For more on 88bikes and the incredible work that Dan and his organization do, click here, and be sure to thank the Griggs Center and the members of our CEO organization for all that they do to make these events possible.

Dan with COBA students after his presentation

Distinguished Speakers Series 2011: Cheryl Bachelder, CEO of Popeye’s

by   |  11.14.11  |  COBA Events, College Decisions, Current Students, Distinguished Speakers Series, Faith Infusion, Special Speakers

On Thursday, Nov. 3rd, the ACU community had a unique opportunity to hear from the President and CEO of AFC Enterprises, Inc., the parent company of Popeye’s Louisiana Kitchen. Cheryl Bachelder is many things – a mom, a wife, a female, a successful CEO, a brand manager, a gifted speaker and teacher.

Cheryl Bachelder, President of Popeye's and CEO of AFC Enterprises, Inc.

Mrs. Bachelder guest lectured in our 9:30am Consumer Behavior class. EJ Johnson is a senior marketing major from Frisco. He said, “I truly enjoyed the class with Mrs. Bachelder today! Her work hits close to home as I am a Louisiana Creole and run the largest social media organization for Louisiana Creoles in the nation.” Bachelder spoke about the rebranding of Popeye’s and how she is leading the company by helping find its ‘true north’ – going back to the company’s roots and the things that made the food unique and special.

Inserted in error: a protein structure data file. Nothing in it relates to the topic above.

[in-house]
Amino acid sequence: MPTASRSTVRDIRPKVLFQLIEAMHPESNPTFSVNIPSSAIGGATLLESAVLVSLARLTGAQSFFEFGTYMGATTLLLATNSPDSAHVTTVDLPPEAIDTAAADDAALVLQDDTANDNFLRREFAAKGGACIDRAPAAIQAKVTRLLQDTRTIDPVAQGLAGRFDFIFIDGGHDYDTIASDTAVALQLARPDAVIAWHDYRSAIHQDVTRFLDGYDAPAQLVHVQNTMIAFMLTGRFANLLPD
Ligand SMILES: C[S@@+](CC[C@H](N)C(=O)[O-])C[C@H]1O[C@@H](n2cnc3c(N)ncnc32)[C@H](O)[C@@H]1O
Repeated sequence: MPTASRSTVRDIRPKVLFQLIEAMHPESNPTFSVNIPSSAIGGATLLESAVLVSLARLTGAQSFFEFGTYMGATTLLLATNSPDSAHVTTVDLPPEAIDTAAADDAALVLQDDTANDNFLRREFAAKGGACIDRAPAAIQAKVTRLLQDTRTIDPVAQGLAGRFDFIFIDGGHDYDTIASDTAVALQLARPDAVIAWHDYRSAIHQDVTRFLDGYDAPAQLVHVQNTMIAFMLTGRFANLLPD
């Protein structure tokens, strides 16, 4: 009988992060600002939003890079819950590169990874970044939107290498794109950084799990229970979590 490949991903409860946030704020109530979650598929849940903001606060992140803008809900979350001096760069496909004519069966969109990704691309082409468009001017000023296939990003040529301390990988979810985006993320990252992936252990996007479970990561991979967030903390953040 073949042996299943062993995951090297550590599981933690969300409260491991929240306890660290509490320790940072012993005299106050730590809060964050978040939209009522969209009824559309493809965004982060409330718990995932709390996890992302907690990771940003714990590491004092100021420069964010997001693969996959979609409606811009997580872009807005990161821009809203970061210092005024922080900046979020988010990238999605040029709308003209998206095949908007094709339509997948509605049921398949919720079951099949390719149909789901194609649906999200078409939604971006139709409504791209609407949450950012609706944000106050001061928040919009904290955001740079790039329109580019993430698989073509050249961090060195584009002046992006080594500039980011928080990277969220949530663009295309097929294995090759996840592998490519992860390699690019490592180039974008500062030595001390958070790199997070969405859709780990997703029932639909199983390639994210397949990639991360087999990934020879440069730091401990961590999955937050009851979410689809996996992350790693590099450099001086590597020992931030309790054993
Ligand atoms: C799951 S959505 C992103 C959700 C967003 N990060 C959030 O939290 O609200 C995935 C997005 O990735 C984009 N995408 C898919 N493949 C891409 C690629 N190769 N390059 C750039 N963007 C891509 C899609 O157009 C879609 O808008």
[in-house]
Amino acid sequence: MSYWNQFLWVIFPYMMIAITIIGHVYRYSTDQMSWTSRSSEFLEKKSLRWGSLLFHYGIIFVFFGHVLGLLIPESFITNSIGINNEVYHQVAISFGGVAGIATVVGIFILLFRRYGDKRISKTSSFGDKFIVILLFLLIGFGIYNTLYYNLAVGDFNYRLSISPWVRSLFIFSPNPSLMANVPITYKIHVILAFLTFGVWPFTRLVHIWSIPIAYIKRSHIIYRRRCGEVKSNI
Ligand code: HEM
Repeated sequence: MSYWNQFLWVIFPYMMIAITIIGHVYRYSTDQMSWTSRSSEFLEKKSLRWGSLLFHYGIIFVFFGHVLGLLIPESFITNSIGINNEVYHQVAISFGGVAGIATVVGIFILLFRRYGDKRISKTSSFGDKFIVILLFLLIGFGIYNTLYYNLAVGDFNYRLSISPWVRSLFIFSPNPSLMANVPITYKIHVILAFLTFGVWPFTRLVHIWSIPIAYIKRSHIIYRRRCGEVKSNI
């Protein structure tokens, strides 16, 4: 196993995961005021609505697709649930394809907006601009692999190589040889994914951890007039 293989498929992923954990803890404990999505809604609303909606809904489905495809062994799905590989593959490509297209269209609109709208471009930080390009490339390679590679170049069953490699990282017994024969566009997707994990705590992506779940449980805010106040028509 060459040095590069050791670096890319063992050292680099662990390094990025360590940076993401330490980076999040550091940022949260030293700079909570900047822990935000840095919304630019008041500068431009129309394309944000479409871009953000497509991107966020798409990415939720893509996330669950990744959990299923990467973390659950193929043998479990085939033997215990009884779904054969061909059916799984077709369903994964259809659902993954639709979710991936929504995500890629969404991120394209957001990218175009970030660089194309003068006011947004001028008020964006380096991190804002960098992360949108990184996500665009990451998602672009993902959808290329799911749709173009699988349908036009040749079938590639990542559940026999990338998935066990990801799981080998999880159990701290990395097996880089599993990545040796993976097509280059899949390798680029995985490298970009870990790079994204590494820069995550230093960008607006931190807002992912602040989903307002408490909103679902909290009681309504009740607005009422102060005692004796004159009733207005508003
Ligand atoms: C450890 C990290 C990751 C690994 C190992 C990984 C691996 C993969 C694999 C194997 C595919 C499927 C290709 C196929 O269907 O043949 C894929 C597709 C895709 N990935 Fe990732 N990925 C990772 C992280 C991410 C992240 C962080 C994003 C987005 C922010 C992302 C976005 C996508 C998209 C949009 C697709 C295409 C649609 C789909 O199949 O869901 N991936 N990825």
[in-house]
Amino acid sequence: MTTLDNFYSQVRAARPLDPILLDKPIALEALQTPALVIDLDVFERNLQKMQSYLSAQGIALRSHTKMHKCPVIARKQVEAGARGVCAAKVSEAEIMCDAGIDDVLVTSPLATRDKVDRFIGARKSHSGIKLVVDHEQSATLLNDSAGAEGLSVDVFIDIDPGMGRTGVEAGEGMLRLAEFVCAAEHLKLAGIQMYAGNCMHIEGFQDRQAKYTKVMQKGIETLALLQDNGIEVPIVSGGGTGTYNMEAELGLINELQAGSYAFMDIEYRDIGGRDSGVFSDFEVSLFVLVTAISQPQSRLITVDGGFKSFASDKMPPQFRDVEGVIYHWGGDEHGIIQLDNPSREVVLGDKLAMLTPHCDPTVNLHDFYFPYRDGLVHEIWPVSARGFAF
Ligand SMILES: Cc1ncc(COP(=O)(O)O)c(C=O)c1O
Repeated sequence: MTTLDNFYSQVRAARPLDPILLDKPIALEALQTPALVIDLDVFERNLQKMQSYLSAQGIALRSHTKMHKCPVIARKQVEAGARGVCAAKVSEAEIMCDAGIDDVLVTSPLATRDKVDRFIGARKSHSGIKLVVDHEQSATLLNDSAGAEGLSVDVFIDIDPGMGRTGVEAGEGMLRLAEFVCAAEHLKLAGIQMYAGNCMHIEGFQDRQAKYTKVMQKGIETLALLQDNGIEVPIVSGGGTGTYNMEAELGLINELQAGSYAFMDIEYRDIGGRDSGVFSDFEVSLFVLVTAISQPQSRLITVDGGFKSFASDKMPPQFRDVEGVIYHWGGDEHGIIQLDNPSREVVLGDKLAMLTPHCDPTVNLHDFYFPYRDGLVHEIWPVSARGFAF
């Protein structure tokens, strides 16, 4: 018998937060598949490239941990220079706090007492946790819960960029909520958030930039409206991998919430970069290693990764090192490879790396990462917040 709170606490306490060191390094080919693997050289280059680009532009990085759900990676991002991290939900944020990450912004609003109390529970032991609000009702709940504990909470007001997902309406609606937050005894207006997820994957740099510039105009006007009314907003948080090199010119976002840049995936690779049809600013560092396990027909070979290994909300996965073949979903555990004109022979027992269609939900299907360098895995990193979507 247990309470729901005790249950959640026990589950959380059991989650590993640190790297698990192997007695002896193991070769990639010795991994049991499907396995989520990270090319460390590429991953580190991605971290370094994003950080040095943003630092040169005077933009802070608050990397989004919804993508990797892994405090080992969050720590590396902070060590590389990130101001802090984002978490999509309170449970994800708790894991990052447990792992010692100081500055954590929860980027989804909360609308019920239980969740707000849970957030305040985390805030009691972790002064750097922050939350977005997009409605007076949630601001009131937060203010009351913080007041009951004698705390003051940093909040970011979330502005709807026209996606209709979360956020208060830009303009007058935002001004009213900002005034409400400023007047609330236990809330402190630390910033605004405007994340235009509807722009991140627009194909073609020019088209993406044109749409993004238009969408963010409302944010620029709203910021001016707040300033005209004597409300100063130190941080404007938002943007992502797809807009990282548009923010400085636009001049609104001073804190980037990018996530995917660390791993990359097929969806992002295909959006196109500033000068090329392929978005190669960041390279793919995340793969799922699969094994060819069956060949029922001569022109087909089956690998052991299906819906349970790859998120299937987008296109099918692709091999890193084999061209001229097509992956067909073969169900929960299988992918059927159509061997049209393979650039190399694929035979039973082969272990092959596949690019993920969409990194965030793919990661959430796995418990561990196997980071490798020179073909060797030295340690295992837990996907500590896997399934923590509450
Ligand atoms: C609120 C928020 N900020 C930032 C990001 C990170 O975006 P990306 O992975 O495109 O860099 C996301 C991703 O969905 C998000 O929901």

Consumer Behavior students listen to guest lecturer and Distinguished Speaker Cheryl Bachelder

Bachelder teaching